Happy washing!

American System-Built Home, architecture, Frank Lloyd Wright, history

Coming Soon: The This American House Book!

02/14/2021

We’re thrilled to announce the forthcoming release of our book, This American House: Frank Lloyd Wright’s Meier House and the American System-Built Homes! Beautifully published by Pomegranate and due out on July 15th, the book provides an historical overview of Wright’s overlooked American System-Built Homes project of the 1910s. Our home, the Meier House, is one of the few existing examples of this early effort of Wright’s to provide affordable but architecturally distinctive housing for the middle class. Our book, This American House, chronicles the storied history of the Meier House and our efforts to steward this early 20th century Prairie style gem into the 21st century.

We look forward to sharing the book with you soon! 

House vs. Home: New book revisits Frank Lloyd Wright’s work through the lives of its inhabitants

This American House follows authors Jason Loper and Michael Schreiber, owners of the Meier House, as they trace its history through previous owners.

PORTLAND, Ore., January 25, 2021 — Pomegranate has published dozens of architecture books throughout its over-50-year history, several featuring Frank Lloyd Wright and his work. Their upcoming release takes a different approach to how we view architecture: how buildings change with the people who live in them and the role homeowners take on in exchange. In This American House, Jason Loper and Michael Schreiber—husbands, authors and current owners of the Meier House—explore that interconnectedness with enthusiasm and empathy.

2020 saw people across the world spending more time in their homes than ever before as a result of the COVID-19 pandemic. Families held off going out to eat or on vacation, and many began working and schooling from home. As a result, the way we interacted with our homes on a daily basis changed.

“A living room is no longer just a living room; it’s an office, a classroom and a playground all-in-one,” says Cory Mimms, publisher at Pomegranate. “Many of us used to live parts of our lives at home: the intimate moments of getting ready for school or work, sharing meals, going to bed. Now, we are living every aspect of our identity in the same space, whether that’s spouse or parent, friend or coworker or even activist. Inevitably, that changes the feelings we have about where we live.”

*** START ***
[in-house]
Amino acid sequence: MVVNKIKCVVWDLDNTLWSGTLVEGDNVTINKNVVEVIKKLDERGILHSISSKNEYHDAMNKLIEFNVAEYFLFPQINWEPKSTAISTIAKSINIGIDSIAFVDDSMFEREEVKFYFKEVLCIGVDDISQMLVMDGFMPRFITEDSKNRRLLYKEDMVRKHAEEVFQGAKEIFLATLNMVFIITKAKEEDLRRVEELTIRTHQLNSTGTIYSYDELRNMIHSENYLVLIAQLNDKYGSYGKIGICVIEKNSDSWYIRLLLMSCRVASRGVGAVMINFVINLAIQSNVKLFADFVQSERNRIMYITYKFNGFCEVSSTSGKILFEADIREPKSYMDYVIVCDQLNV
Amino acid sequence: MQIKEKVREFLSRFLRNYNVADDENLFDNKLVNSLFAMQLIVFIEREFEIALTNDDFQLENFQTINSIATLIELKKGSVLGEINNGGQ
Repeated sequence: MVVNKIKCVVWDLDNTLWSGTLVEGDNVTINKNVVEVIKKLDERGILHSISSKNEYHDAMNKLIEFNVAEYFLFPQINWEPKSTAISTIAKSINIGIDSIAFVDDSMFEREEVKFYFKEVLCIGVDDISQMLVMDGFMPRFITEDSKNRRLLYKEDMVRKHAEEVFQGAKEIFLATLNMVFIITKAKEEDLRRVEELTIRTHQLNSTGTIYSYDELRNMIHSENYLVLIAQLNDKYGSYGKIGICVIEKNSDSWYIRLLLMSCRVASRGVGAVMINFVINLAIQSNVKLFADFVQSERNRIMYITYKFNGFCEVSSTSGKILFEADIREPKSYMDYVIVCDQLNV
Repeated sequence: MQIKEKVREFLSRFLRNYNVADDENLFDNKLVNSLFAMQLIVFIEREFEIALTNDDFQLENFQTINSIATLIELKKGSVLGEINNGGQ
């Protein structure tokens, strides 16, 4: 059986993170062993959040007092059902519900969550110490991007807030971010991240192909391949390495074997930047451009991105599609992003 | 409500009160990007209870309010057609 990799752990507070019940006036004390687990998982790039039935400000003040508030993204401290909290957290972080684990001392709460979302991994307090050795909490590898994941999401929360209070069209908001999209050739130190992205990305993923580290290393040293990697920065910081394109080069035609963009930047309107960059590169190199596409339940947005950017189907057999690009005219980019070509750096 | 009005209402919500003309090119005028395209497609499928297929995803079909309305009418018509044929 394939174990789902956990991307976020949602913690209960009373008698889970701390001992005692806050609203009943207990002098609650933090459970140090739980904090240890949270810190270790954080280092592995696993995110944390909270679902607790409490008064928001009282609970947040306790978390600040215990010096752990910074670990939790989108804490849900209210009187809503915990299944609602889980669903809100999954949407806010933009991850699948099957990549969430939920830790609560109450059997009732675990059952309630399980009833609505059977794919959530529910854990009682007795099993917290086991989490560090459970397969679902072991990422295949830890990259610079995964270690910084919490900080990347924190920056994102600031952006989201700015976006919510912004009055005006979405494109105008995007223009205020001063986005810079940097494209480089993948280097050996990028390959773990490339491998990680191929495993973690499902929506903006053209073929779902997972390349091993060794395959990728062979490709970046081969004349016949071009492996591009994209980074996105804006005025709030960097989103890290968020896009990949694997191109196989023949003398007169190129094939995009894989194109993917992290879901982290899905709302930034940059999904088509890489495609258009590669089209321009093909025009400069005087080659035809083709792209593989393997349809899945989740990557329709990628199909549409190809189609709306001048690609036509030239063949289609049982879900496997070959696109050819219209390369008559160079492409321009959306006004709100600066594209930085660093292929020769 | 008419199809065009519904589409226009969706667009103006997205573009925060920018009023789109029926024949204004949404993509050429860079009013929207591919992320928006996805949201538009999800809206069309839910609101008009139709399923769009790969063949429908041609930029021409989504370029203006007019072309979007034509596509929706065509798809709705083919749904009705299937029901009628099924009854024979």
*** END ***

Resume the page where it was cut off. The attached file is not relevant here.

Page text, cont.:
When Loper and Schreiber set out to buy a home several years ago, they certainly didn’t envision one suited to a pandemic, nor did they picture buying one with a pedigree. In fact, they had imagined a cozy getaway cabin not far from their life in Chicago. What they got instead was a big house in a small town and one of the few American System-Built Homes constructed from Frank Lloyd Wright’s designs. In doing so, they took on not just a mortgage, but also a long history of stewardship, ushering the house into a new period of time while retaining its original meaning and charm.

Inspired by that history, the two began compiling a record of their experiences, those of the previous residents and the role of the American System-Built Homes within Wright’s oeuvre. Featuring over 120 photographs and architectural drawings, This American House: Frank Lloyd Wright’s Meier House and the American System-Built Homes will be available this July.

Pre-order your copy on Amazon or contact your favorite local bookstore to order it!

American System-Built Home, Frank Lloyd Wright, history

American System Built Homes: A Complete List of Frank Lloyd Wright’s Early Prefab Homes

02/10/2021

Burnham Street Two Flats

*This list was updated February 2021. We will continue to add American System-Built Homes to this page as they are discovered and verified.

When most people think of Frank Lloyd Wright they think of his impressive roster of spectacular custom designed homes. But Wright was also an early proponent of design for the masses. While his Usonian homes might be more commonly known, Wright was dabbling in prefab as early as the nineteen-teens. By 1915 Wright had partnered with Milwaukee builder Arthur Richards to create what would come to be known as American System Built Homes. The venture was interrupted by the United States’ entry into World War I (as well as infighting between Richards and Wright) but not before a number of ASB homes were built in the midwest. How many were built? We’re not sure, actually. There are a few ASB homes that have been demolished over the years and some others that are still being discovered.

Continue Reading…

American System-Built Home, small town life

Snowy Day at Our American System-Built Home

01/31/2021

You’ve got to love the peace of a Sunday morning after an overnight snowfall. With no place to go, we can settle into the muted and mellow morning, prolonging the winter wonderment with another pot of coffee and a fresh batch of biscuits. We popped out long enough to collect a bundle of wood for the fireplace and, of course, admire our old house standing strong in the snow. Now that we’re nestled beside a roaring fire, we can spend the day making silly little videos about the house.

Doesn’t the house look amazing surrounded by snow? The gray stucco and dark trim contrast beautifully against the stark white of the wintery powder. It’s enough to make you hope for more snow!